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Avian Influenza (Bird Flu)

USDA Livestock Updates

For the Latest on HPAI and Livestock: Visit the USDA’s Livestock Website

What is Highly Pathogenic Avian Influenza?

Highly pathogenic avian influenza (HPAI), commonly called “bird flu,” is a virus found among various species of birds. HPAI viruses can infect domestic poultry, which includes chickens, turkeys, pheasants, quail, ducks, geese, and guinea fowl. 

The virus also infects a wide variety of other birds, including wild migratory waterfowl. HPAI has even been detected in various species of mammals—presumably after the animals come into contact with infected wild birds. For more information on current detections in domestic poultry, livestock, and wildlife across the U.S., please visit the U.S. Department of Agriculture’s webpage.

Current National Status:

> Public health resources

Current Status in Michigan's Domestic Animals

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As detections of highly pathogenic avian influenza continue to be discovered throughout the state, it remains vital for every producer to take steps to protect their animals.

Cases of the disease continue to be found in Michigan’s wild birds and mammals. The virus was also recently detected in Michigan dairy cattle. It is just as important now as it was at the start of the HPAI outbreak in February 2022 for producers to take every step possible to protect domestic animals from wildlife and the germs they could be carrying.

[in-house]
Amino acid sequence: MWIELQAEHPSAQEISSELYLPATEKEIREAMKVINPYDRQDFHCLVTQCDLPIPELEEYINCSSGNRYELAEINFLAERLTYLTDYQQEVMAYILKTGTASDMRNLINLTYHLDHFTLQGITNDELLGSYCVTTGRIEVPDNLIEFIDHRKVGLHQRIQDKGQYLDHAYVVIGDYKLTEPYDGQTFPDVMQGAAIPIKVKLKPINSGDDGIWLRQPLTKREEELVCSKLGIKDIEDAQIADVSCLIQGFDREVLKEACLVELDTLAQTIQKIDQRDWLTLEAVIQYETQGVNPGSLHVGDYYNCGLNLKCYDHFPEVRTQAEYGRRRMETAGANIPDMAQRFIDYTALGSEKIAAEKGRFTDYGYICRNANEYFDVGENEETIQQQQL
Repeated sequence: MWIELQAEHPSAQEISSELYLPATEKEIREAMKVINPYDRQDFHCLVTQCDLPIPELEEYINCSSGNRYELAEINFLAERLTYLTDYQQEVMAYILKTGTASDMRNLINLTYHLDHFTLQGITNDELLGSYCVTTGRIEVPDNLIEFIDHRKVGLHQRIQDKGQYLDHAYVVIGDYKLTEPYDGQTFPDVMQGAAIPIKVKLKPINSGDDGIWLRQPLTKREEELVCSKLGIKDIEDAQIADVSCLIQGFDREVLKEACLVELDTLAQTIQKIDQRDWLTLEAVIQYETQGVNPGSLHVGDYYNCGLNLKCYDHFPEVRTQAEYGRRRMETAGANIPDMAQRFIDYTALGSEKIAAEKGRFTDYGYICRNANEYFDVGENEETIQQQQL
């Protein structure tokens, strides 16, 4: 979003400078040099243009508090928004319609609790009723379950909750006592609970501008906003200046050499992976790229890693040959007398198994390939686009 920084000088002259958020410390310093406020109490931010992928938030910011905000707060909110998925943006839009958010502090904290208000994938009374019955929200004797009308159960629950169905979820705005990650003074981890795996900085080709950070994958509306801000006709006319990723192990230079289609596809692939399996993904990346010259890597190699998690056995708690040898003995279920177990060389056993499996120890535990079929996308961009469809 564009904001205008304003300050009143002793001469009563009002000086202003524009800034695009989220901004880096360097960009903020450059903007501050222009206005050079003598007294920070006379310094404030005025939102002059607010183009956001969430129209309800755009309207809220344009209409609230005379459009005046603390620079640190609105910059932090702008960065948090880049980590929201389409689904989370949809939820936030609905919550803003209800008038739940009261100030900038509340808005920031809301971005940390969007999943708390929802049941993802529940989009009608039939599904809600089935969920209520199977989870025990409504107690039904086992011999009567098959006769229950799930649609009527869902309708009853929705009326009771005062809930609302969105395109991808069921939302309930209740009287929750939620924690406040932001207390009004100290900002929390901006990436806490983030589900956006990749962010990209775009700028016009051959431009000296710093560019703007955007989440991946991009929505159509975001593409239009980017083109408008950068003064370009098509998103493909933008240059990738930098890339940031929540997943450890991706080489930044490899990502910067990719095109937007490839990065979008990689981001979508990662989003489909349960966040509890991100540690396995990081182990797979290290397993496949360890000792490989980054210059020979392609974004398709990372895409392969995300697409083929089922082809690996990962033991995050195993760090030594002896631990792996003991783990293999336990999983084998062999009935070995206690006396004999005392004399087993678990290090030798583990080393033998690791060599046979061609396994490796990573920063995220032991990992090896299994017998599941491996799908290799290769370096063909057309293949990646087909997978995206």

Since the outbreak began in February 2022, HPAI has been detected in domestic birds from Bay County, Branch County, Cass County, Eaton County, Genessee County, Ingham County, Ionia County, Kalamazoo County, Lapeer County, Livingston County, Macomb County, Menominee County, Montmorency County, Muskegon County, Oakland County, Saginaw County, Sanilac County, Tuscola County, Washtenaw County, and Wexford County.

In April 2024, the disease has also been detected in dairy cattle from Ionia, Isabella, Montcalm and Ottawa Counties.

MDARD is continuing to work diligently with local, state, and federal partners to quickly respond to reports of sick animals and provide the latest information to producers, industry, and other key stakeholders. 

HPAI Detections in U.S. Livestock: For information on HPAI detections in livestock and ways to keep animals healthy, please visit the U.S. Department of Agriculture’s website.

News Releases

Choose below for news on HPAI:

HPAI Poultry News   HPAI Cattle News

 

How to Recognize a Sick Bird

Hotlines